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LG G2

LG’s G2: The phondleslab that wants you to TOUCH ITS BEHIND

The Android handset you’ll want to see the back of?

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Like the clappers

Thanks to its Qualcomm APQ8064T Snapdragon 600 chipset, which combines a quad-core 2.26GHz Krait 400 chip with 2GB of RAM and an Adreno 330 graphics wrangler, the G2 goes like the proverbial off a shovel.

The average AnTuTu benchmark score of 33,600 was near enough identical to that generated by the Samsung Galaxy Note 3, which may well have been cheating. Of course those are the same innards you’ll find the rather cheaper Nexus 5. Caveat emptor.

LG G2 AnTuTu benchmark

AnTuTu scores: the G2 vs the Samsung Note 3

Despite the fire-breathing performance, the G2 never ran hot and the chunky battery always proved good for at least a day-and-a-half of hard use. Looping a 1080p MP4 video file drained the battery in just over 13 hours, which is impressive.

The G2 runs Android 4.2.2 which is now two steps removed from absolute modernity. Like Samsung, LG has been hard at work tinkering with Android to add its own special features, but unlike Sammy’s TouchWiz, LG’s Optimus launcher comes across as much less of a witches’ brew. In my opinion there’s much less sacrifice of Android’s innate elegance and familiarity in the name of boasting as long a list of features as possible.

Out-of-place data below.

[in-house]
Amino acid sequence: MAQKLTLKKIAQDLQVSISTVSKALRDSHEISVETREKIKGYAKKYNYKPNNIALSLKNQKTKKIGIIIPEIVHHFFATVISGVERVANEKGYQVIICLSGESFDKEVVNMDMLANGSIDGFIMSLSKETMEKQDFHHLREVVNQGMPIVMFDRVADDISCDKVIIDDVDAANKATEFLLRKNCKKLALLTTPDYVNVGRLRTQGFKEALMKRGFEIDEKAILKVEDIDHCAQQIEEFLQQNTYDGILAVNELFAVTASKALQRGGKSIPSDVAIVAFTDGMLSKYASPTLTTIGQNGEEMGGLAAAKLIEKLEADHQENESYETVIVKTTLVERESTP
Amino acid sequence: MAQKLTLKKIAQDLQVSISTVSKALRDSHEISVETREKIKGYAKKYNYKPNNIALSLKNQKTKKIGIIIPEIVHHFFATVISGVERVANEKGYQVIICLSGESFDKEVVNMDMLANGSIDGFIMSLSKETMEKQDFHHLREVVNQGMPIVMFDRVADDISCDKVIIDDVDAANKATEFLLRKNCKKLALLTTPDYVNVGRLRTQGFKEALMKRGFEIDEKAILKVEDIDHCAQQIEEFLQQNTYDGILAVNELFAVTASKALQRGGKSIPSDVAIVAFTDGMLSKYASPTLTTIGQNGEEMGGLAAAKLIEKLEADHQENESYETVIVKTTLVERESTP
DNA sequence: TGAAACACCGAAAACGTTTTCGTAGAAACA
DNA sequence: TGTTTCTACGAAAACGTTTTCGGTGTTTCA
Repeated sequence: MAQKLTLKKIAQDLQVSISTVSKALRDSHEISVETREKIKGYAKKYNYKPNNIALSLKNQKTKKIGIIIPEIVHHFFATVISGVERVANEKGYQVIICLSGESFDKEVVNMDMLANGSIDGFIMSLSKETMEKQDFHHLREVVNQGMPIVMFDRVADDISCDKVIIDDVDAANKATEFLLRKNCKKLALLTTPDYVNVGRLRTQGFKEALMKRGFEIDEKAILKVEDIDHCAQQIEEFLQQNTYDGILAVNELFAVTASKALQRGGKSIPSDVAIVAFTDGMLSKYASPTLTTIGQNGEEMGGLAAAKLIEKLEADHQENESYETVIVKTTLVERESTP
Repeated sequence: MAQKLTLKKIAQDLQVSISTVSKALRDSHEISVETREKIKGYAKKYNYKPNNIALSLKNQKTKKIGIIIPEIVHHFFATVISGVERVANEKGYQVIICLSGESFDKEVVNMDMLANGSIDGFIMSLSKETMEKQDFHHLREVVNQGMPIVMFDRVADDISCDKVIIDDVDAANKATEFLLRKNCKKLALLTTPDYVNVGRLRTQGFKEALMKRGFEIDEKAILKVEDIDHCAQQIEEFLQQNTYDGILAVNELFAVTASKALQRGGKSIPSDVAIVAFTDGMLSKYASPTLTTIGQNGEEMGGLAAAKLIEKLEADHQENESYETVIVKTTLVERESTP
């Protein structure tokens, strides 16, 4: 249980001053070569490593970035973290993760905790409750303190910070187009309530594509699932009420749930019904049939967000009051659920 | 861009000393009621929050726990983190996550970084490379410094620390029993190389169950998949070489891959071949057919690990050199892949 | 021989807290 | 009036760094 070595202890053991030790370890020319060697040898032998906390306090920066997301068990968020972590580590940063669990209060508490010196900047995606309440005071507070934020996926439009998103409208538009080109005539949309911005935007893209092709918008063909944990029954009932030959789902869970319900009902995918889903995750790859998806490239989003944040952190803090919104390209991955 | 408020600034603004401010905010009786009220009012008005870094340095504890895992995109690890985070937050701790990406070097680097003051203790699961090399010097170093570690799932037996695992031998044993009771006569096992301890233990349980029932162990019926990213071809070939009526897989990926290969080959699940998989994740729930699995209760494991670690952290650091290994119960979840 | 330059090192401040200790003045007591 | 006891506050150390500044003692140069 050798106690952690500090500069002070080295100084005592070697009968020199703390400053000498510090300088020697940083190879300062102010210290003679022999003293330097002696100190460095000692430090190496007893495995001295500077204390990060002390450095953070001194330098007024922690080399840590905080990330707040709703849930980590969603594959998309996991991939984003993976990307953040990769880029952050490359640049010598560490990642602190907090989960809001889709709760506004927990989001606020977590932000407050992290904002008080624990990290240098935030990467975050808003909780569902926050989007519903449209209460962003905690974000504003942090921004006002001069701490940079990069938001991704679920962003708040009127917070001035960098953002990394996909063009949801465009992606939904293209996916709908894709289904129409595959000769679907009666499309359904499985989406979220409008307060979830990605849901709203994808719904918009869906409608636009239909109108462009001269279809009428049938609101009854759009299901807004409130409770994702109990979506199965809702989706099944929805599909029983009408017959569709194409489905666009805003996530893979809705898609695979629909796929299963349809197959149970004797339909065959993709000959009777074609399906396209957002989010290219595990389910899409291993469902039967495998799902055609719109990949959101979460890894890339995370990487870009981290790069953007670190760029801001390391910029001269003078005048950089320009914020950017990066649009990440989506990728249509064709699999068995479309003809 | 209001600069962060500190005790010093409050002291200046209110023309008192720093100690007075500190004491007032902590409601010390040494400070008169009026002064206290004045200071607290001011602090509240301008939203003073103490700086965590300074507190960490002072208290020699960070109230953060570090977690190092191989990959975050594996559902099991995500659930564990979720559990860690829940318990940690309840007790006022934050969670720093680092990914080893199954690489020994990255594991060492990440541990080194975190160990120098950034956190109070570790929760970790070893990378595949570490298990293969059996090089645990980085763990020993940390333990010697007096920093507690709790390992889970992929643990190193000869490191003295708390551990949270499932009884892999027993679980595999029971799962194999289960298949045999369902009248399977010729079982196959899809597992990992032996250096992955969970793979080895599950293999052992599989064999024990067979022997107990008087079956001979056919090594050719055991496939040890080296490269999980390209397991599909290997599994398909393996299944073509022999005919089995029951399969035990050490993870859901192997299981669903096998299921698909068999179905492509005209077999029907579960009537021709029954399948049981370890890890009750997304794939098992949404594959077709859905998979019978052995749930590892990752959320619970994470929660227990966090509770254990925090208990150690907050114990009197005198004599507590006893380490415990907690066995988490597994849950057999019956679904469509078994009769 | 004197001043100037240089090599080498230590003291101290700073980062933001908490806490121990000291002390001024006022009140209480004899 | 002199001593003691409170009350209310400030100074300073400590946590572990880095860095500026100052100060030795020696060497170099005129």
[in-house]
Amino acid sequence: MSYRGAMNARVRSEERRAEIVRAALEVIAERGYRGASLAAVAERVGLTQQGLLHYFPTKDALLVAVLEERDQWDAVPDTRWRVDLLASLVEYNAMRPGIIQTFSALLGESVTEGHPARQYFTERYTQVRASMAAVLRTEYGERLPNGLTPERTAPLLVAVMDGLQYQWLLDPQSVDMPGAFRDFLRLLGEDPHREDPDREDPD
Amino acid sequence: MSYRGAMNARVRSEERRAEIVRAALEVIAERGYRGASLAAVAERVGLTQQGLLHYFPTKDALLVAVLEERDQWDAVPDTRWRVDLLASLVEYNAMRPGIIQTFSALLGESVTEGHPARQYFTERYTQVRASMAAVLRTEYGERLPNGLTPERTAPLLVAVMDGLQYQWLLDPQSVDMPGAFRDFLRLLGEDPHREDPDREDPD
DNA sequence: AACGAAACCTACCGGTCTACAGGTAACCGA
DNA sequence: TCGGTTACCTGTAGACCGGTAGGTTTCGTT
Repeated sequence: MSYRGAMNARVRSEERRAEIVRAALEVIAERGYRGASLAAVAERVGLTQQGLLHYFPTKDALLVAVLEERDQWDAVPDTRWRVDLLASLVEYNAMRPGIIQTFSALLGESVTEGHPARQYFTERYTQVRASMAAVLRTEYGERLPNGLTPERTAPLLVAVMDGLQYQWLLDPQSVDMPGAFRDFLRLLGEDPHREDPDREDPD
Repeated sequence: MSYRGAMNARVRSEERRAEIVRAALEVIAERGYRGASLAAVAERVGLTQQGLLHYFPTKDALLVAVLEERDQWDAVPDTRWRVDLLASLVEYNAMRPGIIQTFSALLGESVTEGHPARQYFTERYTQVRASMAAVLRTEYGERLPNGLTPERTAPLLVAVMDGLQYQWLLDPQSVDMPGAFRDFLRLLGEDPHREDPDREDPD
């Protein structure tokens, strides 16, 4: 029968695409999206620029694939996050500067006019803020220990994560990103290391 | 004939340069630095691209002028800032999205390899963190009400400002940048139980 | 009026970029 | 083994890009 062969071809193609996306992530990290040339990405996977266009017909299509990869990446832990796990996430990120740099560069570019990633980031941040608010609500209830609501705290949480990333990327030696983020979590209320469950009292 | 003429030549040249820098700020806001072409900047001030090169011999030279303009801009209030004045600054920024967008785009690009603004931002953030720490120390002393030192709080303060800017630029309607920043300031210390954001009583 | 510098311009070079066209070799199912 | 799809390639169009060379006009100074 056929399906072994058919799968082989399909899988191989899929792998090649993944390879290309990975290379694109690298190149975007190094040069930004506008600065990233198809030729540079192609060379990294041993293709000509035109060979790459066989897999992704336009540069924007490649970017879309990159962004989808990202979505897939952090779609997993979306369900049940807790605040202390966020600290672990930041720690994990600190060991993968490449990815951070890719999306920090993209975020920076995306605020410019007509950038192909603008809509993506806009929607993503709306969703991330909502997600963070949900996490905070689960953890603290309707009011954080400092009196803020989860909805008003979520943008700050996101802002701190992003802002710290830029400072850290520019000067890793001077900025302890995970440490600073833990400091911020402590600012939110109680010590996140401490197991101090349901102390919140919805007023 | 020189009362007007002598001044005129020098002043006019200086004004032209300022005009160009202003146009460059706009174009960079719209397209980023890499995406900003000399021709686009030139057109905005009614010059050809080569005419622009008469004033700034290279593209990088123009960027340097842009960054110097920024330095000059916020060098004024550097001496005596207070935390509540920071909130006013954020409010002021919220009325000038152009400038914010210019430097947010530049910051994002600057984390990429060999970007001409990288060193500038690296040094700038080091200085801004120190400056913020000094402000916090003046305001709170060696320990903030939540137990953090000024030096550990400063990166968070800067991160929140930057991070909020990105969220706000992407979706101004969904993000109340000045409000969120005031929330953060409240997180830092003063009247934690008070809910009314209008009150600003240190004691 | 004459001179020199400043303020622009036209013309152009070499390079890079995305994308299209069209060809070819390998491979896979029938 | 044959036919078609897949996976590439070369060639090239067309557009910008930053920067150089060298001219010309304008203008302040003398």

For instance, the eye-sensing features are restricted to core functions: pausing video when you look away and overriding the sleep time-out if you are still looking at the screen. That’s all the “smart view” I want on my handset, thank you very much.

LG G2

LG’s Optimus UI launcher (left) isn’t at all bad, but while the music player (right) talks to Dropbox, it doesn’t read metadata

There’s also something called Slide Aside which lets you make a three-fingered swipe between running apps though this really just replicates the stock Recent Apps function.

QuickMemo on the other hand, is of more use. It’s a simple-as-pie facility to take a screen grab and then doodle on it or jot down a quick memo.

There is also a selection of small apps, called QSlide apps, that can run in windows and six different layouts for the capacitive buttons below the screen, two of which include a fourth button to launch either QuickMemo or the QSlide apps. All of these features have uses but more importantly they are easy to get to grips with, easy to launch or equally easy to completely ignore.

LG G2

The Slide Aside feature (left) lets you flip between screens, and the G2 also lets you pick main button options (right)

The Optimus UI also looks a lot more like stock Android which works in its favour. By trying less hard than Samsung to make its launcher not look like Google’s basic creation, LG has come up with something altogether more usable and less confusing.

A final Optimus feature that deserves a mention in dispatches is tap-to-wake – or KnockOn, as LG rather strangely calls it. As the name sort of suggests, a quick double-tap on the screen of a sleeping G2 brings it to life while the reverse sends it back to sleep. You need to tap on an empty bit of screen to send it to sleep but a tap on the status bar will do the job if the screen if jammed full of apps and widgets or you have an app running full screen. It’s a peripheral feature but one I found myself using more and more often.

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